Undergrad Rag

Cinco de Mayo: Is it More Than Just a Rationalization to Get Drunk?

In College Social Scene, Student Issues on May 6, 2011 at 2:34 pm

4 out of these 5 men have horrible VD

On the fifth of May every year, English speaking students gather for a fun-filled night of margaritas, sombreros, Corona with lime, and a myriad of other regrettable decisions. For many it will mark the emergence of summer and the end of finals. For many more, it will be yet another blurred remembrance punctuated only by the fact that they wake up with half a mariachi band in their bed and severe burning south of the border.

But is it possible that this random day with an amusingly ethnic name is more than a frat boy’s last stab at drunken poon, or a slutty girl’s last chance before the school year ends to blame a foursome on jumbo margaritas? While our basic human instincts would assume that a holiday could not hope to reach loftier heights, this is not the case. As two minutes on Wikipedia (a site only useful for last-minute plagiarism when you don’t even care if it’s right) will tell you, it is actually a legitimate holiday!

We can hear the letters to the editor now: “But guys, it’s a Mexican holiday. This is America; a place where kidnappings are far less frequent, our meals are not countless variations of the same four ingredients (beans, rice, corn, and low-grade beef), and apparently, the colors of our flag never run together in the wash. Why should we give a shit what anyone in Mexico does?”

Well for starters, the holiday isn’t the same depending on where you are. In America, the fifth of May is a day to celebrate Mexican heritage. We can act like that doesn’t matter – and for the most part, we will – but is that really fair? We treat Columbus Day with at least a minimal amount of reverence. Even African Americans get the month of February without turning it into a four-week drinking binge. Granted, we only observe Columbus Day because we fear the Italians will knee-cap us, and we did manage to convince African Americans that celebrating them for the shortest month of the year will heal wounds that are centuries old.

This also goes a long way. If not, well they're just being greedy at that point.

However, at least we make the effort to pretend. While we may not identify with our Mexican brethren every day, there is a solid reason for us joining hands with our fellow swarthy citizens on May 5th.

In Mexico, the purpose of the holiday is to celebrate the victory of General Ignacio Zaragoza Seguin over a French force double the size in the year 1862. That’s right, while America was having its “Family Feud” that took the form of mass slaughter, the Mexicans were still repelling European invaders.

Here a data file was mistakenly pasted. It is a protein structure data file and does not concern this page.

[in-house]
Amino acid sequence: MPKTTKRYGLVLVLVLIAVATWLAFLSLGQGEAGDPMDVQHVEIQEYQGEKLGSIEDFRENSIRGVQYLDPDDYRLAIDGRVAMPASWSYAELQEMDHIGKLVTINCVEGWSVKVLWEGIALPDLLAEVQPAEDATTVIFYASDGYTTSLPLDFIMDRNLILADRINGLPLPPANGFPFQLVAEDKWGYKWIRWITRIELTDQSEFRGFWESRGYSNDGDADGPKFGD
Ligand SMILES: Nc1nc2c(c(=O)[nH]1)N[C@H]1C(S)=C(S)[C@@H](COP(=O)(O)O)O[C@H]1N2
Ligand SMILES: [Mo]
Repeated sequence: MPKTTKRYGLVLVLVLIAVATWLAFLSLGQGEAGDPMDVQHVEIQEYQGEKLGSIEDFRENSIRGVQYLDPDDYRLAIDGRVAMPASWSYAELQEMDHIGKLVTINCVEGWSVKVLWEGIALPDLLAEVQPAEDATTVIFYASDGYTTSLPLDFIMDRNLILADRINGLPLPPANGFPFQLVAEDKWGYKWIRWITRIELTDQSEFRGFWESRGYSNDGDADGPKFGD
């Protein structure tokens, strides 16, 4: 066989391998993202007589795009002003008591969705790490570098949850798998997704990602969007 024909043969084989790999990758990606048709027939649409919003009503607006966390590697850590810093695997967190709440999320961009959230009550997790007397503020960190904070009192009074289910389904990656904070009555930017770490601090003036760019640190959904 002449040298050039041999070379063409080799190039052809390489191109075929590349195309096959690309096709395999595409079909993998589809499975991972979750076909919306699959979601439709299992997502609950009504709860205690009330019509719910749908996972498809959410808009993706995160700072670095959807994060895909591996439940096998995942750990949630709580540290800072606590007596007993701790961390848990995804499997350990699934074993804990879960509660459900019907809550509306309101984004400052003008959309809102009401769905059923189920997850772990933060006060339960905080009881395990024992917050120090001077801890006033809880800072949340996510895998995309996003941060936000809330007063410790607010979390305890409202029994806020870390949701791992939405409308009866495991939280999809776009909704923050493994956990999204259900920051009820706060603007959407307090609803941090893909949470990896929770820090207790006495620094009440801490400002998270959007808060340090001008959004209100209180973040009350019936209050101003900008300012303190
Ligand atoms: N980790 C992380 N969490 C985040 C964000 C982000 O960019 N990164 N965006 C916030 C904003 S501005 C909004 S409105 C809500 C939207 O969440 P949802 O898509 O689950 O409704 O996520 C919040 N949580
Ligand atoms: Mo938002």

To make it doubly impressive, the French army was considered the best army in the world at the time. If you’re saying to yourself “Hold on a minute, the French? The people who were basically a nation of fops for the better part of two hundred years? The same people who got steam rolled by Germany so fast they didn’t have time to pack away their beret and finish their cigarette before Hitler was dancing on the Arc de Triomphe?”

Yep, they are the same smelly, rude (in case it’s unclear, I do not care for the French), frog eating Europeans I’m referring to. They actually have a proud military tradition dating back a thousand years, and when they were facing the Mexicans, they weren’t known for their coffee and whores. They were known for kicking ass.

These were the Rambos of 19th century Europe


When the 4,000 poorly equipped Mexicans beat 8,000 Frenchmen armed to the teeth, it was a major boost for the Mexican resistance. Granted, a year later the French marched in 30,000 troops and captured Mexico’s capital, in what had to be the snootiest  conquest ever.

Enter America. Since the North and South were done having their slap fight, the U.S. could take the time out of its day to come in and whoop some French butt. We didn’t cotton to the idea that the only reason the French invaded Mexico was to use it as a base to back the Confederacy, so we came in and helped the Mexicans rise up again. In 1865 The French Emperor of Mexico, Maximilian I, was executed, ruining his favorite powdered wig in the process.

To sum up Cinco de Mayo celebrates the day that a Mexican David beat a French Goliath, and bought America enough time to finish its war before the French could get involved. While the victory is not really about America, we should be grateful for the bravery of 4,000 under equipped Mexican fighters, many of whom were not even professional soldiers.

So every day this year, lets us join hands with our brothers to the south and sing a common refrain that can resonate with all of us:

Fuck the French.


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